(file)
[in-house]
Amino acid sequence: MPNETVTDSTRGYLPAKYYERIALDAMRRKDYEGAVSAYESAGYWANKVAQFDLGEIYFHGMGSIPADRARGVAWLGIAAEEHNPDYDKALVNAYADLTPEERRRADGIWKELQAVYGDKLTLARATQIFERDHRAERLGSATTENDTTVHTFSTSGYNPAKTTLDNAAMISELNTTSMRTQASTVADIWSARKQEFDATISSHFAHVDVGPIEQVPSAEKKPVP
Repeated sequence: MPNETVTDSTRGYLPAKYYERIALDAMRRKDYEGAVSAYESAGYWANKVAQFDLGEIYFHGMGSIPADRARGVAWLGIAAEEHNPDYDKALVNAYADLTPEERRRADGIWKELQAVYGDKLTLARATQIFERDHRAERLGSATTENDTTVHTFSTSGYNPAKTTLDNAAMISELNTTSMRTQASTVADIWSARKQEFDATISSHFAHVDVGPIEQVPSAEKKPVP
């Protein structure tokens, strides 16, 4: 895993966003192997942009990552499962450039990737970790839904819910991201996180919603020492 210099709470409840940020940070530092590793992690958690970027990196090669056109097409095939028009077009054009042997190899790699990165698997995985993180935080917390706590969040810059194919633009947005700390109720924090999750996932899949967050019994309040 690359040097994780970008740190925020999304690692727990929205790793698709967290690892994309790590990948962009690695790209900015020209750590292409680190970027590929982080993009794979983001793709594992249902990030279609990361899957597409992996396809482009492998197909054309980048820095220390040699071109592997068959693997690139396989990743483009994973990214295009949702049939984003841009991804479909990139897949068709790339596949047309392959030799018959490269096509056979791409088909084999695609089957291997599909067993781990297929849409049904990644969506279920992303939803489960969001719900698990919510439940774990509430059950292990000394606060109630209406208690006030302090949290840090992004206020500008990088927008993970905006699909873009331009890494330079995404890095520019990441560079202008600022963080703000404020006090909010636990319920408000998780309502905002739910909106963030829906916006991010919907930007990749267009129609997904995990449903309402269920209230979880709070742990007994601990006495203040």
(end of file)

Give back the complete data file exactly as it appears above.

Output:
[in-house]
Amino acid sequence: MPNETVTDSTRGYLPAKYYERIALDAMRRKDYEGAVSAYESAGYWANKVAQFDLGEIYFHGMGSIPADRARGVAWLGIAAEEHNPDYDKALVNAYADLTPEERRRADGIWKELQAVYGDKLTLARATQIFERDHRAERLGSATTENDTTVHTFSTSGYNPAKTTLDNAAMISELNTTSMRTQASTVADIWSARKQEFDATISSHFAHVDVGPIEQVPSAEKKPVP
Repeated sequence: MPNETVTDSTRGYLPAKYYERIALDAMRRKDYEGAVSAYESAGYWANKVAQFDLGEIYFHGMGSIPADRARGVAWLGIAAEEHNPDYDKALVNAYADLTPEERRRADGIWKELQAVYGDKLTLARATQIFERDHRAERLGSATTENDTTVHTFSTSGYNPAKTTLDNAAMISELNTTSMRTQASTVADIWSARKQEFDATISSHFAHVDVGPIEQVPSAEKKPVP
């Protein structure tokens, strides 16, 4: 895993966003192997942009990552499962450039990737970790839904819910991201996180919603020492 210099709470409840940020940070530092590793992690958690970027990196090669056109097409095939028009077009054009042997190899790699990165698997995985993180935080917390706590969040810059194919633009947005700390109720924090999750996932899949967050019994309040 690359040097994780970008740190925020999304690692727990929205790793698709967290690892994309790590990948962009690695790209900015020209750590292409680190970027590929982080993009794979983001793709594992249902990030279609990361899957597409992996396809482009492998197909054309980048820095220390040699071109592997068959693997690139396989990743483009994973990214295009949702049939984003841009991804479909990139897949068709790339596949047309392959030799018959490269096509056979791409088909084999695609089957291997599909067993781990297929849409049904990644969506279920992303939803489960969001719900698990919510439940774990509430059950292990000394606060109630209406208690006030302090949290840090992004206020500008990088927008993970905006699909873009331009890494330079995404890095520019990441560079202008600022963080703000404020006090909010636990319920408000998780309502905002739910909106963030829906916006991010919907930007990749267009129609997904995990449903309402269920209230979880709070742990007994601990006495203040």